A word with a great history
"... the peace of God, which transcends all understanding, will guard your hearts and your minds ..." (v.7)
We pass now from considering love and joy to the third fruit of the Spirit -- peace. The order is an inspired one: first, love -- love is preeminent; then joy -- joy comes as a result of love; and then peace -- peace is joy grown quiet and assured. A preacher once drew a comparison between joy and peace: "Joy is peace with its hat thrown high in the air and peace is joy with its arms folded in serene assurance." How beautiful!William Barclay says that the word "peace" (Greek: eiriene) came into the New Testament with a great history. It is a translation of the Hebrew word shalom, meaning peace. In classical Greek, "peace" was mainly negative, implying freedom from war or hostilities, but in the New Testament, the word gathers up positive elements such as are seen in shalom. The central meaning is serenity and harmony. "Peace" occurs eighty-eight times in the New Testament, and it appears in every book. This makes the New Testament a book of peace.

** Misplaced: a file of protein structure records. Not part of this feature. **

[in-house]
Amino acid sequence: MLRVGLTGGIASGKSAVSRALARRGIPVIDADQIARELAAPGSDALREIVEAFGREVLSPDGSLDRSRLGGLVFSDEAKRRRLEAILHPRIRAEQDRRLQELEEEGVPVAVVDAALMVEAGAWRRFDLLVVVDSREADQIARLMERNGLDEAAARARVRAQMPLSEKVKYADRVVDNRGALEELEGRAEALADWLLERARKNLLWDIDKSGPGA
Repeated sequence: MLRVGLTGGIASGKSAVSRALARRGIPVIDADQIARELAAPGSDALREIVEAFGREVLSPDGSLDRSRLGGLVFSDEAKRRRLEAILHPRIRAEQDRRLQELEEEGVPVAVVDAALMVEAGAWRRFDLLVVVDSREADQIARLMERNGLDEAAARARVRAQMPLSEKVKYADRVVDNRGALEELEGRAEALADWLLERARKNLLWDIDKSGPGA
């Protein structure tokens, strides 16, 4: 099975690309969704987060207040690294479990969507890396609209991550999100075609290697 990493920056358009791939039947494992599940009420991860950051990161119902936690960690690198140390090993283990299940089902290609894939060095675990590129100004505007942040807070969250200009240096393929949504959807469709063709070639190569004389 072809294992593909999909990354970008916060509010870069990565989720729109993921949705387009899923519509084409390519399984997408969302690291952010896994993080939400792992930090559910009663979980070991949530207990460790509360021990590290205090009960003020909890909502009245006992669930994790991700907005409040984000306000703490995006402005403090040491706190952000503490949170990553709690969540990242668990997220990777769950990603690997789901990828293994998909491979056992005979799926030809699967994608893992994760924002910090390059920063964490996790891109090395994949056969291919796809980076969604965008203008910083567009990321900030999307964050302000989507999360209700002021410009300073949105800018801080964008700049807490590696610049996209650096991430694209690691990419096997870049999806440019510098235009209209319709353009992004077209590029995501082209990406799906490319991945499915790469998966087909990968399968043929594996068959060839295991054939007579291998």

The peace of which we are speaking here is not something that can be manufactured. We cannot make it -- any more than we can make the other fruit of the Spirit. It is divinely and supernaturally given -- a glorious consequence of God's presence in the soul. Jesus knew this kind of peace and He offers the same serenity to every one of His disciples: "My peace I give to you ... Let not your hearts be disquieted or timid" (John 14:27, Moffatt). Remember this -- when you remain in Him, you have access to a peace that not only passes understanding -- but all misunderstanding also.
Father, I am conscious that the peace You desire to give me is a peace that reaches down to the depths of my being. Help me to open up those depths to You today. In Jesus' Name. Amen.
For Further Study
1. What was the heart-cry of the psalmist?
2. What was God's promise to him?